Shortly after Chases birthday we found out that we were pregnant again. Baby number 2. Boy or girl? Again we did the Harmony Test and found out it was another boy. Slightly disappointed, however just as happy.

I won’t lie, when we found out I was pregnant again, I was angry, I didn’t know if I was ready to deal with another bout of Postpartum Depression. Postpartum had hit me like a Mac truck after I had Chase. I had every insecurity in myself that was imaginable. I doubted my ability to be a mother. I doubted my ability to be able to care for my son. I never thought about hurting him, as I completely loved him, but I had contemplated 2 things. I had contemplated just leaving, I had actually packed a bag one night. I sat in the darkness of my living room and I listened to every noise the house made. I listened to the crickets outside that I could hear from the couch. I thought about every aspect of leaving, the pros and the cons. I didn’t think that I made life easier for Milton. I thought that somehow, if I had left then life for him would be less complicated. But then I thought about every second that I would miss. I thought about Chases milestones, how I needed to see him do things, how I needed to teach him things and show him the world and help form his mind. I decided to stay. But quickly after, I had contemplated suicide. This was a short vulnerable moment in my life. I had never thought of this before. I knew that it would cause more bad than good, and hurt people, not help them. I knew something was wrong, but Postpartum wasn’t something that was openly discussed, so I kept my mouth shut until I had to tell someone what I was feeling. I knew these thoughts weren’t me and I knew they weren’t right.

I explained everything to Milton. I told him about my contemplations. I also told him of my decisions. I explained to him how I felt like I was a burden. Like I didn’t help our family along for the better. I told him I thought I had Postpartum Depression and he agreed. I would have bursts of rage towards him, I would yell at him and say things I didn’t mean. I wouldn’t apologize, I would just let it resonate. Eventually the symptoms subsided after a few months, but it was a rocky and hard road getting back to normal feelings. When I found out I was pregnant with my youngest son, I was scared and upset because I didn’t want to go through those feelings again.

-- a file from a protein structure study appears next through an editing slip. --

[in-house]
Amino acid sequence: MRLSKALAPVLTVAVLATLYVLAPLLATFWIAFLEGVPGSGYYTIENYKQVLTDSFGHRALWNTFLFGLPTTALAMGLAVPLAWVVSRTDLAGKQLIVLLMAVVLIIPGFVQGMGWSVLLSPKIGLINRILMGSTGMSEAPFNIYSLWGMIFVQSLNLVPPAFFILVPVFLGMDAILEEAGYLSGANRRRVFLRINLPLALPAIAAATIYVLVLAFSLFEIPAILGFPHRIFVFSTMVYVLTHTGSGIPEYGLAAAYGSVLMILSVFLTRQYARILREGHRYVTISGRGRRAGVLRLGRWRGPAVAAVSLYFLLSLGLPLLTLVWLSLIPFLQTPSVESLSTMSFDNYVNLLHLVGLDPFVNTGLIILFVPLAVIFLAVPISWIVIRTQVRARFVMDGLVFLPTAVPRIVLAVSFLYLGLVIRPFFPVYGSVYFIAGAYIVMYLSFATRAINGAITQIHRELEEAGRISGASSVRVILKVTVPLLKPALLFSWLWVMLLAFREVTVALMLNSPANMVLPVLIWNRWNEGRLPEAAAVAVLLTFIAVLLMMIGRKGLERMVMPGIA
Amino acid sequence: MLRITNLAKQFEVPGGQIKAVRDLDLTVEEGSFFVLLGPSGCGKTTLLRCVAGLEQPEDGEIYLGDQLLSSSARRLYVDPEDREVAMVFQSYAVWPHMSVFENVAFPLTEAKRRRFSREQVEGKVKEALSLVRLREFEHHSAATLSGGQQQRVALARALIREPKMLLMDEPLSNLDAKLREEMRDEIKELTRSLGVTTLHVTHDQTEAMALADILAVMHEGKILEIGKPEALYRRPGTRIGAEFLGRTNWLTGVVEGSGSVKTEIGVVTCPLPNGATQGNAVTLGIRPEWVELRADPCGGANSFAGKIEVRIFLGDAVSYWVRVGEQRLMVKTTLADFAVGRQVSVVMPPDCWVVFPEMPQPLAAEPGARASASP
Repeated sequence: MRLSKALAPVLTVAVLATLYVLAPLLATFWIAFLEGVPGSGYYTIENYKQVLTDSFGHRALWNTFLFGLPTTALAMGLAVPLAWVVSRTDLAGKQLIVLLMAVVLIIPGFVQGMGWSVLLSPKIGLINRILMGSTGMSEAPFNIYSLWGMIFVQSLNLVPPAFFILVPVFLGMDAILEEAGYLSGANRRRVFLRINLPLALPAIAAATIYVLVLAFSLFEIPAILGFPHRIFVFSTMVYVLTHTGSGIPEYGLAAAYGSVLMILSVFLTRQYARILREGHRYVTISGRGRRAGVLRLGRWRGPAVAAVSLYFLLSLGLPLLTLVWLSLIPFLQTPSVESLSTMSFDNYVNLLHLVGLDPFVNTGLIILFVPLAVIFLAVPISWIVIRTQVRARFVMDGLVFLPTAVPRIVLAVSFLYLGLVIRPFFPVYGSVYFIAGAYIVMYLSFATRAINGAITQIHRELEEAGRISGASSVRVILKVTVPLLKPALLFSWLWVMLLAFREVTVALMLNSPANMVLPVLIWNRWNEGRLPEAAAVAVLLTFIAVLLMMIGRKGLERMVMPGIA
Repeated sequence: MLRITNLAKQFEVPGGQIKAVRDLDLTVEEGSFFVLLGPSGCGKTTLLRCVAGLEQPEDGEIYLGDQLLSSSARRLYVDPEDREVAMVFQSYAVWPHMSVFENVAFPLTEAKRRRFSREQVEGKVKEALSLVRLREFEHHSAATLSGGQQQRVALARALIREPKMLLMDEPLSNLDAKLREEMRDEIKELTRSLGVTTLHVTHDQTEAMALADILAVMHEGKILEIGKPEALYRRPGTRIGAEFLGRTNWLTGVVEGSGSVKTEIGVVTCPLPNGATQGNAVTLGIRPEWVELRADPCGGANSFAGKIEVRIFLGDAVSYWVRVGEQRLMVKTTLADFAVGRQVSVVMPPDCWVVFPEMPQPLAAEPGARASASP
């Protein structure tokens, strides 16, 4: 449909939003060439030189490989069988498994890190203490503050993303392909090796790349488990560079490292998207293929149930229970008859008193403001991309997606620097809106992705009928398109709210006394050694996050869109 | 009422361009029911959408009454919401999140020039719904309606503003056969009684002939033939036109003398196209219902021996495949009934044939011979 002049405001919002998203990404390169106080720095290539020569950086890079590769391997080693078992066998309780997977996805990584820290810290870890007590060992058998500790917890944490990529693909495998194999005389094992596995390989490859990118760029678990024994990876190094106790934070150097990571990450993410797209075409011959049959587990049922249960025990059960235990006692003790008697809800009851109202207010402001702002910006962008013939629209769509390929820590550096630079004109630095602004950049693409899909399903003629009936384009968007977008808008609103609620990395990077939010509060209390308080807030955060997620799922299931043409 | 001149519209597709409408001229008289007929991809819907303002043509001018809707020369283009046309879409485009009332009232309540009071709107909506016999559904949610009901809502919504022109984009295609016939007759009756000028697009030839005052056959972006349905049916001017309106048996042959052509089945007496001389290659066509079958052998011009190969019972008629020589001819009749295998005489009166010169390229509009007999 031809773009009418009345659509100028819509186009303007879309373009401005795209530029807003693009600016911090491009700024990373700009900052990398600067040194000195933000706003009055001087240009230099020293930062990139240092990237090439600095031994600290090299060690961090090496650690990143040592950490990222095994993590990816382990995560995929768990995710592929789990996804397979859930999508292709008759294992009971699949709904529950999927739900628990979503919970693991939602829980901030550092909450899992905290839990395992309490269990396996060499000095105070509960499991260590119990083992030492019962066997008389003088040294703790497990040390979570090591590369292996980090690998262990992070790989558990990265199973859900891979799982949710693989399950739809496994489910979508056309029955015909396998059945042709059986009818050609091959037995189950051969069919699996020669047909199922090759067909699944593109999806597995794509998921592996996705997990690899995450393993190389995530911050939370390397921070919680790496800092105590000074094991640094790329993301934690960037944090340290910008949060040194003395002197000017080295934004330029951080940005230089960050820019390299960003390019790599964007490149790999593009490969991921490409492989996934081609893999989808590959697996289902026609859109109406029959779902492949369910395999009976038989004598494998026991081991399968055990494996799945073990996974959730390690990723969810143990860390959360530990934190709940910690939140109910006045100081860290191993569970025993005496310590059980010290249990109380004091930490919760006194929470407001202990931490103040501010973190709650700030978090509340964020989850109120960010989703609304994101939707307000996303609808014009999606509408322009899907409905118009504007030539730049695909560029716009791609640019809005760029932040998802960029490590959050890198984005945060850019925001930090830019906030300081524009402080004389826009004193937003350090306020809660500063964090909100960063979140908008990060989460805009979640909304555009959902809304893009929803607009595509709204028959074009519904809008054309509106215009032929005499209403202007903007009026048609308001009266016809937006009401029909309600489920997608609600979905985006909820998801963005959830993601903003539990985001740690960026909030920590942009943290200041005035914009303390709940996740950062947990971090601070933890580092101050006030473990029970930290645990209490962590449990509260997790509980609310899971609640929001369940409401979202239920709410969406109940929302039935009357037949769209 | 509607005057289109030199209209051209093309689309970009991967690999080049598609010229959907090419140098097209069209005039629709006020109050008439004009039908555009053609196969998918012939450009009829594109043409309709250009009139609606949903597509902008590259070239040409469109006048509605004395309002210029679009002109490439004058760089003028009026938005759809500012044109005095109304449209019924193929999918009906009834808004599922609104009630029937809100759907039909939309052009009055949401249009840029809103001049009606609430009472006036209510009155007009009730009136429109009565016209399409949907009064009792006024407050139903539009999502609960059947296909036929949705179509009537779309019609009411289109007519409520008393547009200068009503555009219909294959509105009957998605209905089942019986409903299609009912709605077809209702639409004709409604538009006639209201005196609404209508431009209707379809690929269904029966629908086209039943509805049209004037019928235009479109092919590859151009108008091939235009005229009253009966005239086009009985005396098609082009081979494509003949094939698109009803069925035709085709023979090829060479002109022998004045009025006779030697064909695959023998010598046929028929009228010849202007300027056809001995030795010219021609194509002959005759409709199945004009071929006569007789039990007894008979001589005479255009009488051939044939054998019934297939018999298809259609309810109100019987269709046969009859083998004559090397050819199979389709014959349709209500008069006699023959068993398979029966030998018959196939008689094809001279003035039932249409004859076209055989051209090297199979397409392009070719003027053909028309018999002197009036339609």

My pregnancy started off rocky with Roman Monroe, our youngest son who is now 3 1/2 months old. I had gotten a Yeast Infection, and then E coli. I was on antibiotics for so long that eventually I couldn’t even keep water down. The antibiotics had stripped my stomach lining of good and bad bacteria. This battle went on for nearly 3 months. I then was told that I had a Urinary Tract Infection, causing me to have to have an Ultrasound which then led to my Doctor telling me I had Placenta Previa. They told me I needed bedrest and to take it easy as much as possible, not to lift anything over 20 pounds. Problem with that was that Chase weighted over 20 pounds.

My husband was set for deployment in January of 2018. We had decided since I had recent complications in pregnancy that I would go and stay with my mother back in Michigan. The time was hard being away from Milton while I was pregnant. Chase would run around saying Dada on repeat and it broke my heart every time I heard it. My mother helped so much with Chase because I was still under doctor orders and restrictions.

Time came and Milton came home in the second week of April, which was great timing because Roman’s due date was April 30th. We stayed in Michigan and I gave birth to Roman Monroe at 38 weeks and 6 days gestation. I was once worried that I wouldn’t be able to love another child the same way that I loved Chase. I was right but I was wrong at the same time. I had the same emotions plus different emotions when I had Roman. I wasn’t as scared of him, I felt more prepared. But the love had been completely instantaneous just like I had for Chase.

Shortly after having Roman we packed up and went back home to Florida. Chase loves his little brother, he tries to feed him and burp him. When we dance he will grab Roman’s arm in a gentle manner and do simple dance steps. He lies on the floor with him when he does tummy time and laughs at him when he makes noises. I never thought I’d have 1 child, let alone 2 children. It seems like the perfect dream. Watching them grow together, and being able to see Chase teach Roman new things. I get to see them grow up together, become best friends and do all things brothers should do. It warms my heart even during the tough times.

I believed those doctors that told me I would never have a child. I listened to them. I prepared myself for it to be truth. Truth that I hated. But in the end, it was just an opinion. If we won after 6 years of battling PCOS, I am a firm believer that anyone can. My heart hurts for those who have PCOS, as it’s uncommonly discussed and rarely an educational topic. Many women have PCOS and are hurting the same way I too hurt once before. But I believe in honest communications and I believe in talking about it and educating people on the subject. Raising awareness at all costs. I’m saying that if you listen to the doctors, just know that it is an educated opinion. Yes, it is hard, but it is not an impossibility. I hope that one day we can all have a PCOS love story.

If you are affected by Depression, PTSD, Postpartum Depression or have Suicidal thoughts or tendencies and you need or want someone to talk to, please use the “contact me” link in the menu of this website. You are worth my time, and I will talk or just listen. Please know that you have someone to talk to.